Senator Richard Blumenthal (D-CT) says Sony's response to the recent data breach and service disruption on PSN and other Sony networks "could serve as a model for other companies facing similar criminal hacking."
In a statement
, Blumenthal praised Sony's promised offering of identity theft protection services
to those involved as a "strong first step toward protecting millions of consumers whose personal and financial information has been compromised."
"While I continue to believe that Sony should have warned users earlier, I am pleased they are providing protective measures including an insurance policy to cover identity theft harms to consumers within a 12-month window -- but I would hope Sony would extend coverage over a longer time on a case-by-case basis if necessary," he continued.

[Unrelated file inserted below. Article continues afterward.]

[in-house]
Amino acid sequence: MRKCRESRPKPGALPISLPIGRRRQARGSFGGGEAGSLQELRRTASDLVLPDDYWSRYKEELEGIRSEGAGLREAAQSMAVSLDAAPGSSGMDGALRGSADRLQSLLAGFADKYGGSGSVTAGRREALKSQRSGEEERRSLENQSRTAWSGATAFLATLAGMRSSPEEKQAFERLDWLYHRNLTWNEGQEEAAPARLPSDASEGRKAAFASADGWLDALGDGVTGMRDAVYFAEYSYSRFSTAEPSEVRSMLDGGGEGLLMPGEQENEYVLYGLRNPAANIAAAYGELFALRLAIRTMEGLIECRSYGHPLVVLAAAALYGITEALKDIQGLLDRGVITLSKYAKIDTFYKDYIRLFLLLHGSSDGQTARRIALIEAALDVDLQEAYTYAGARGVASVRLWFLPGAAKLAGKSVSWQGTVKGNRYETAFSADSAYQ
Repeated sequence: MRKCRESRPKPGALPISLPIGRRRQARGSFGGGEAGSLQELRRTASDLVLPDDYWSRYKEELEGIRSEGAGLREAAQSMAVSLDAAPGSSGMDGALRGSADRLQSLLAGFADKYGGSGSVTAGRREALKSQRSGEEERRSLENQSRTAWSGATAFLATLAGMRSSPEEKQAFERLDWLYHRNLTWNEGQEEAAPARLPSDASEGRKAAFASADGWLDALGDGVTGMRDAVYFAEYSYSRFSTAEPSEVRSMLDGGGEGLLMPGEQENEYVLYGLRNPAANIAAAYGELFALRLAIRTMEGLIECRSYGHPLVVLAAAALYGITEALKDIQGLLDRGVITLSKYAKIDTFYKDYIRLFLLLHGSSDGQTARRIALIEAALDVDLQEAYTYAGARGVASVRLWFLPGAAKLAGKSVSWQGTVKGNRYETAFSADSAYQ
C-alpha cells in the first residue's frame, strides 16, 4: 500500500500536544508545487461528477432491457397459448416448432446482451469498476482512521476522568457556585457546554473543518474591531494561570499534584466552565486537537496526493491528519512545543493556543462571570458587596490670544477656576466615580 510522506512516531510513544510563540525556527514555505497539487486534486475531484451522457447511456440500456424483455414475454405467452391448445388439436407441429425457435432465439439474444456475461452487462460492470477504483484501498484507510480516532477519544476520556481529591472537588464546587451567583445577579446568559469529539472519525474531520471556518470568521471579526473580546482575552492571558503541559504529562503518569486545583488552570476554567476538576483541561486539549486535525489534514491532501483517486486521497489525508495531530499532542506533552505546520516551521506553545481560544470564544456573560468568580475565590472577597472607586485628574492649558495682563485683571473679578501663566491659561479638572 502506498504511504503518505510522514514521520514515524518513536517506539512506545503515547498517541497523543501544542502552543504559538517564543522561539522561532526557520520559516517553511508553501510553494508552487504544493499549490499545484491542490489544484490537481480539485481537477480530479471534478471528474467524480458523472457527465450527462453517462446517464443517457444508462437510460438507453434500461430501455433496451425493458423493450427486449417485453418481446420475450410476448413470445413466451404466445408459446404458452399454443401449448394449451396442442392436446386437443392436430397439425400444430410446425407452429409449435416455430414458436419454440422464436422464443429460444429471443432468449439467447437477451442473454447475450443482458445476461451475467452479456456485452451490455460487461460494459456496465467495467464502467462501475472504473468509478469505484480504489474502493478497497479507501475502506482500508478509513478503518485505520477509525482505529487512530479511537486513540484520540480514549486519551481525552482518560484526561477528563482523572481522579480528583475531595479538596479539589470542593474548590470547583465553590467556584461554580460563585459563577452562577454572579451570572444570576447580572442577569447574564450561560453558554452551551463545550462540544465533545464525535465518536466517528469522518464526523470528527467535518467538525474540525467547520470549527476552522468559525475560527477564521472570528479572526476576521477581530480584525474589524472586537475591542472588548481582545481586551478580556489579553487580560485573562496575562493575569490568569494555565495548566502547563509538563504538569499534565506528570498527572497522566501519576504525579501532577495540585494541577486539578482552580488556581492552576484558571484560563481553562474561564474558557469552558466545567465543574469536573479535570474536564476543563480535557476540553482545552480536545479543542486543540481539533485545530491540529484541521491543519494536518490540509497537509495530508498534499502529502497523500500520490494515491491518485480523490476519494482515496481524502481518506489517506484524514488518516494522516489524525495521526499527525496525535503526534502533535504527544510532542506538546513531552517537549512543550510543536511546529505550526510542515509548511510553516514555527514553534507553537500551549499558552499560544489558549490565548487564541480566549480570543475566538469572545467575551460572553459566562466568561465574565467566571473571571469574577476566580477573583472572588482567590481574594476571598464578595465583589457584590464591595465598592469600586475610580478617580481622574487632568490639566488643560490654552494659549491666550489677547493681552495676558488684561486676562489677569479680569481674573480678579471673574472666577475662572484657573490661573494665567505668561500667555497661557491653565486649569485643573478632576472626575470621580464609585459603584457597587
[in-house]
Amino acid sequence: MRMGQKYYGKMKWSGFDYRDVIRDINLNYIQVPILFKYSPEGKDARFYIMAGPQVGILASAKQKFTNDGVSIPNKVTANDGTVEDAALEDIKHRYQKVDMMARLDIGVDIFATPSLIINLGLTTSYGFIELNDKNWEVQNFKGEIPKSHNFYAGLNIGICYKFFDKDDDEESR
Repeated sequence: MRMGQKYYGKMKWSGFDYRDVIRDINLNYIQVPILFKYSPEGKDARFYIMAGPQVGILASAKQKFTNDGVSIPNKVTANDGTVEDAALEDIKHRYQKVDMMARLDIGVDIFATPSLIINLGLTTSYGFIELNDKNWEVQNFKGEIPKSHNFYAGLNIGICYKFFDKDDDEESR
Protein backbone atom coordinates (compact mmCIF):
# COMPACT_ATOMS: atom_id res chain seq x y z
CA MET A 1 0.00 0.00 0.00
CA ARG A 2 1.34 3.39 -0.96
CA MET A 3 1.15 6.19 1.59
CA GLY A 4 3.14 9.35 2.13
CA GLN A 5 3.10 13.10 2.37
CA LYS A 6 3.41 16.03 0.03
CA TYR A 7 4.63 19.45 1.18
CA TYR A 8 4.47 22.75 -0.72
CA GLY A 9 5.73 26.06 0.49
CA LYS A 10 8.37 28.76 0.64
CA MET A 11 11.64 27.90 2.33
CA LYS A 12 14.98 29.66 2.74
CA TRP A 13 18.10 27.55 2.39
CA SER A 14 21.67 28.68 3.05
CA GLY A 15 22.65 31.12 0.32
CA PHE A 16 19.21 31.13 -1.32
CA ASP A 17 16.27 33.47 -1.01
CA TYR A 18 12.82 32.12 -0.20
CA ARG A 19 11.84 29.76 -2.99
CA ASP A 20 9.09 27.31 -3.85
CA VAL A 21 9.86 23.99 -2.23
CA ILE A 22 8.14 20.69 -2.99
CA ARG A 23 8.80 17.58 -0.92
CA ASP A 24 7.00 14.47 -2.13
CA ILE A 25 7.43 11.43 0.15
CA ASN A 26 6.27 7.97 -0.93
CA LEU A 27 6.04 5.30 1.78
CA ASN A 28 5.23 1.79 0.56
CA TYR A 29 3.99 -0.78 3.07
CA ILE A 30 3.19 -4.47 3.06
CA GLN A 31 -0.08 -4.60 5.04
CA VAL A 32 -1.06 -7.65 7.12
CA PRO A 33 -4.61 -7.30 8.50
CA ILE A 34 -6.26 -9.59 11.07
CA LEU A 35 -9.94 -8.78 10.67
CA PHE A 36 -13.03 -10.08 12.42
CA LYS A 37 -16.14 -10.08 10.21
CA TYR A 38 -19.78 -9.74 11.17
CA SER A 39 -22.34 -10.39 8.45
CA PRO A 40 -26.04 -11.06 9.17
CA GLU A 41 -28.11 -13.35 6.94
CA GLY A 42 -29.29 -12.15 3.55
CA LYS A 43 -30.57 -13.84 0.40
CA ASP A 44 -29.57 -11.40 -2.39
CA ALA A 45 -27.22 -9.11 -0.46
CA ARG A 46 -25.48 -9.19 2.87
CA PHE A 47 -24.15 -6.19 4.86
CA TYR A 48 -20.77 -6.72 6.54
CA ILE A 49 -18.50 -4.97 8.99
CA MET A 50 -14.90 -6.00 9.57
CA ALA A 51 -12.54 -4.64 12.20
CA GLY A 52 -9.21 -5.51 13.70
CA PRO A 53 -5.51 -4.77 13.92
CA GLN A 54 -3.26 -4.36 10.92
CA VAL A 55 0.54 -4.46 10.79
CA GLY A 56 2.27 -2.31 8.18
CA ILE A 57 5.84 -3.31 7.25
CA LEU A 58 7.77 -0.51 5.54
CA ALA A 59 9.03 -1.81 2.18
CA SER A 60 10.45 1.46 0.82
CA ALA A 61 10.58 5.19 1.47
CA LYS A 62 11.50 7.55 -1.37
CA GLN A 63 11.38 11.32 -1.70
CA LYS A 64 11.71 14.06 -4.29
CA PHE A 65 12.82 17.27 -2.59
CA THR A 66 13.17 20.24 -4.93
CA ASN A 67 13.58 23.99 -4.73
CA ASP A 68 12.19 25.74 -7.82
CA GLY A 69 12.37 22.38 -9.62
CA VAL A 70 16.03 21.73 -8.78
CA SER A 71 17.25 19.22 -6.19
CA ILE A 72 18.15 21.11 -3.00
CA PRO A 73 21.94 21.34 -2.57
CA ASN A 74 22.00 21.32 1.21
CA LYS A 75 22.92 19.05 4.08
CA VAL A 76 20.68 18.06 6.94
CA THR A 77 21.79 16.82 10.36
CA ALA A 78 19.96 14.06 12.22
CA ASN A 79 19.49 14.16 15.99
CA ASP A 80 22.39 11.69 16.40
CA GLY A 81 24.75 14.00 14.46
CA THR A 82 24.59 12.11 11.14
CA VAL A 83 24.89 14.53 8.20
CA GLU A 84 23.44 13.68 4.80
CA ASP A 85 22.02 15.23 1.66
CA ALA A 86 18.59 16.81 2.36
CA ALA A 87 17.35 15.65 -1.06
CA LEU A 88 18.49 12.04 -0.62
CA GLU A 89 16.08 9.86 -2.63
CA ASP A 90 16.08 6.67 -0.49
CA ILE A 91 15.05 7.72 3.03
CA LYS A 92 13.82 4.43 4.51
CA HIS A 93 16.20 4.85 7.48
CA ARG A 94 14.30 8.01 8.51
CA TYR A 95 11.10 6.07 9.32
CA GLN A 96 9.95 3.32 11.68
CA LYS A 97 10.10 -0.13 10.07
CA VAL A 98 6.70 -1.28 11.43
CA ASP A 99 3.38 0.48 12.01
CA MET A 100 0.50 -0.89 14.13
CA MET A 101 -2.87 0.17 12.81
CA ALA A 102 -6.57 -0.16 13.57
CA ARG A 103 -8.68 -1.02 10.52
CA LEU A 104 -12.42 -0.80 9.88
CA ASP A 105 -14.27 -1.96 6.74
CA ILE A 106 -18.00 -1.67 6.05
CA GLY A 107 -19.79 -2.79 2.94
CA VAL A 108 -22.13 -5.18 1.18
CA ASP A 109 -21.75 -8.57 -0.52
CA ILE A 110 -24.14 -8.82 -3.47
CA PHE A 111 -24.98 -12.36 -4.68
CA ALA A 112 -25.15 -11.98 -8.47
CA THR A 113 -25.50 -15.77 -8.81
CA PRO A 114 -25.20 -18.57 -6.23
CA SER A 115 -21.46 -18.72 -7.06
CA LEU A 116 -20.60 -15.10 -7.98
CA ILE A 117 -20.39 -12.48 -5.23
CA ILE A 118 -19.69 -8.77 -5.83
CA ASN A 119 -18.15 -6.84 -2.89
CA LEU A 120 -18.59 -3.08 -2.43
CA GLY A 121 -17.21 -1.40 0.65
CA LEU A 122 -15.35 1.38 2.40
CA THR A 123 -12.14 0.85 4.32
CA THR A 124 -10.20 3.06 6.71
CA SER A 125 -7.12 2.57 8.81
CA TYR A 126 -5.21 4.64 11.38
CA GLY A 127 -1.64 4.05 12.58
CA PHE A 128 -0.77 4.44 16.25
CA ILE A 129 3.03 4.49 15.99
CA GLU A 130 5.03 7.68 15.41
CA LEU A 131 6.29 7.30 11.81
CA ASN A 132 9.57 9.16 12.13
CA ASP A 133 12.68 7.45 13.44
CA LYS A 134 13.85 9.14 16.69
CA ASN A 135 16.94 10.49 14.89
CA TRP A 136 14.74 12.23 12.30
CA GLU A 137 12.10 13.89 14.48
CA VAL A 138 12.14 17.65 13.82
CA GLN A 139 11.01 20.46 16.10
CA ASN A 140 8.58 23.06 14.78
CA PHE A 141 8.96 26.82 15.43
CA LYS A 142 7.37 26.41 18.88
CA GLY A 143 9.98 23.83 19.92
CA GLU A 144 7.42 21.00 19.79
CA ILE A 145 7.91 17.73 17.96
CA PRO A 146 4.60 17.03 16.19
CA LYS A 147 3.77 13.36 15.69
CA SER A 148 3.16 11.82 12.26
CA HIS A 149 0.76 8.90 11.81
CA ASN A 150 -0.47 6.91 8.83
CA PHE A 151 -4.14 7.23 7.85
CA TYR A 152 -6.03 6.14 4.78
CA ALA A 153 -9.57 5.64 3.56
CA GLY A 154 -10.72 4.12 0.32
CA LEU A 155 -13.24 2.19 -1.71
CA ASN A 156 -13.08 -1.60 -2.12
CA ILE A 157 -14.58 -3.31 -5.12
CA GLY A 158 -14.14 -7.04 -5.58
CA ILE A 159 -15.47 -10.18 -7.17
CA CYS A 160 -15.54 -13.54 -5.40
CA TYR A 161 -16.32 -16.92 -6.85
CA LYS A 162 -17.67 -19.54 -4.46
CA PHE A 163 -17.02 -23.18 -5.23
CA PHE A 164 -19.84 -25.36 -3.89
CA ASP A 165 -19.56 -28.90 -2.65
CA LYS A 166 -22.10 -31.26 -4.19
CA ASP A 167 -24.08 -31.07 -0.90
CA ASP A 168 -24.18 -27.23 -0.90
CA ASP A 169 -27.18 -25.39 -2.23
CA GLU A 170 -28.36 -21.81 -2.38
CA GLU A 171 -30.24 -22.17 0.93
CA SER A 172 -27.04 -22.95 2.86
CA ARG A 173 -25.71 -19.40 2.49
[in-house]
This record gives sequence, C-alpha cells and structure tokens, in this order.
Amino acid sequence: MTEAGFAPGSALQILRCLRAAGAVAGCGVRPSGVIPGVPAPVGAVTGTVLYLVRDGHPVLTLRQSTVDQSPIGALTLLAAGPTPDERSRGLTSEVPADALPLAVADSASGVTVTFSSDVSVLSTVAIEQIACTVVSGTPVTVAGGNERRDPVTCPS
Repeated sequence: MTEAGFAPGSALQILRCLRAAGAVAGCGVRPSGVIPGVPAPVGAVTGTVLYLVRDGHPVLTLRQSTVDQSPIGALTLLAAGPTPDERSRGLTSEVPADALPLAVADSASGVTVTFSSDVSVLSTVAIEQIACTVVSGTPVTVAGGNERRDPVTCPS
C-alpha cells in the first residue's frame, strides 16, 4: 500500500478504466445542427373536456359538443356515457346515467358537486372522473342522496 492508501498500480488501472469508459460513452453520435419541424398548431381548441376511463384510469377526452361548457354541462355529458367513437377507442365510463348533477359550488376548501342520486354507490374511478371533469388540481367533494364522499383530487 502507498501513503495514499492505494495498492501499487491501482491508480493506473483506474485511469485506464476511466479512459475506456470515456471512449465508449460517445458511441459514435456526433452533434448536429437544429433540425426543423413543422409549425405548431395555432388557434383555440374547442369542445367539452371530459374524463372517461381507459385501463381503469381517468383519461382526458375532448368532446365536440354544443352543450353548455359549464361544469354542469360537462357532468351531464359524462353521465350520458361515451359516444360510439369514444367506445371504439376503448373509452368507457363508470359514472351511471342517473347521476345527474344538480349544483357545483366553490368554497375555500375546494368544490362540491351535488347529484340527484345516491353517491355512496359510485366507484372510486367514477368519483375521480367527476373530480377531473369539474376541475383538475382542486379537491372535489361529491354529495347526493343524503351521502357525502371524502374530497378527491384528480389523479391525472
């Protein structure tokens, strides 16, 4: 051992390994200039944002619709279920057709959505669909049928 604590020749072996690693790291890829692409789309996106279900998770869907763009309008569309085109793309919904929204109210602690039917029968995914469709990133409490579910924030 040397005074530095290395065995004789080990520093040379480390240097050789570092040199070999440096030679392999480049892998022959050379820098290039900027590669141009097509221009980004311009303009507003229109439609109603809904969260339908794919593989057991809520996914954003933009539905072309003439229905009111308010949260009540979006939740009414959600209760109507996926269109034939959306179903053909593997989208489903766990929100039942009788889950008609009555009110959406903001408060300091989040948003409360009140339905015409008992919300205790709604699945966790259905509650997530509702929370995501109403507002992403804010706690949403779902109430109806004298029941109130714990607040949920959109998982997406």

The Senator also said Sony's network breach is part of the larger trend of cybercrime and "a reminder that our laws and data security resources must keep pace with advancing technology."
Blumenthal, along with the House Subcommittee on Commerce, Manufacturing, and Trade
, was among those demanding answers from Sony in the wake of the breach, and commended the company for its detailed response
to congressional questioning.
Many PSN customers and observers were upset that Sony waited nearly a week after first learning of the attack on PSN
before first alerting users they were at risk
Sony said it needed that time to fully determine the extent of the data breach, and that releasing information prematurely "could cause confusion and lead [users] to take unnecessary actions if the information was not fully corroborated by forensic evidence."